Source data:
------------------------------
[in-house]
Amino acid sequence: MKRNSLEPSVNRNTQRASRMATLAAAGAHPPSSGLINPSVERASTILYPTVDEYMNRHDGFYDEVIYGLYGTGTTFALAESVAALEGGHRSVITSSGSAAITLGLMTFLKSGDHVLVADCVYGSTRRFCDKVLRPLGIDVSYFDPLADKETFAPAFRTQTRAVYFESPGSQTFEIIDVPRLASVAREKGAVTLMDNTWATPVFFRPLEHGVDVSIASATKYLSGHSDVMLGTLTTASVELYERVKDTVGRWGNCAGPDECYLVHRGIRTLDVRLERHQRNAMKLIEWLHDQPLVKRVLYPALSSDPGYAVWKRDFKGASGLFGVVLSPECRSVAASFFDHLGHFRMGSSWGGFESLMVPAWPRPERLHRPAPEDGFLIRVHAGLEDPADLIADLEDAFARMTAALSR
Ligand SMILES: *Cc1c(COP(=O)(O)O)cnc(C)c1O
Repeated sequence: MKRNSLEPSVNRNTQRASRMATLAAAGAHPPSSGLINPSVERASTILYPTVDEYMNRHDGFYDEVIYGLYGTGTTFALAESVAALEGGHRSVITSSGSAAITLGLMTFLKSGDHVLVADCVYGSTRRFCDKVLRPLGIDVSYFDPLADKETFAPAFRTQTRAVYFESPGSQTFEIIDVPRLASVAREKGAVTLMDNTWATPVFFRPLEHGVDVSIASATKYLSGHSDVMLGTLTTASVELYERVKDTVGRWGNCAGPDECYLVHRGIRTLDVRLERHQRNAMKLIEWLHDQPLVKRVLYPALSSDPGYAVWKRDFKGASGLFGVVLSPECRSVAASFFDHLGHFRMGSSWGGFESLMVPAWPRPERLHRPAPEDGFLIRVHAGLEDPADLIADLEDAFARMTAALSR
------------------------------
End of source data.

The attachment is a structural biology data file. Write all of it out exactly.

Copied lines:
[in-house]
Amino acid sequence: MKRNSLEPSVNRNTQRASRMATLAAAGAHPPSSGLINPSVERASTILYPTVDEYMNRHDGFYDEVIYGLYGTGTTFALAESVAALEGGHRSVITSSGSAAITLGLMTFLKSGDHVLVADCVYGSTRRFCDKVLRPLGIDVSYFDPLADKETFAPAFRTQTRAVYFESPGSQTFEIIDVPRLASVAREKGAVTLMDNTWATPVFFRPLEHGVDVSIASATKYLSGHSDVMLGTLTTASVELYERVKDTVGRWGNCAGPDECYLVHRGIRTLDVRLERHQRNAMKLIEWLHDQPLVKRVLYPALSSDPGYAVWKRDFKGASGLFGVVLSPECRSVAASFFDHLGHFRMGSSWGGFESLMVPAWPRPERLHRPAPEDGFLIRVHAGLEDPADLIADLEDAFARMTAALSR
Ligand SMILES: *Cc1c(COP(=O)(O)O)cnc(C)c1O
Repeated sequence: MKRNSLEPSVNRNTQRASRMATLAAAGAHPPSSGLINPSVERASTILYPTVDEYMNRHDGFYDEVIYGLYGTGTTFALAESVAALEGGHRSVITSSGSAAITLGLMTFLKSGDHVLVADCVYGSTRRFCDKVLRPLGIDVSYFDPLADKETFAPAFRTQTRAVYFESPGSQTFEIIDVPRLASVAREKGAVTLMDNTWATPVFFRPLEHGVDVSIASATKYLSGHSDVMLGTLTTASVELYERVKDTVGRWGNCAGPDECYLVHRGIRTLDVRLERHQRNAMKLIEWLHDQPLVKRVLYPALSSDPGYAVWKRDFKGASGLFGVVLSPECRSVAASFFDHLGHFRMGSSWGGFESLMVPAWPRPERLHRPAPEDGFLIRVHAGLEDPADLIADLEDAFARMTAALSR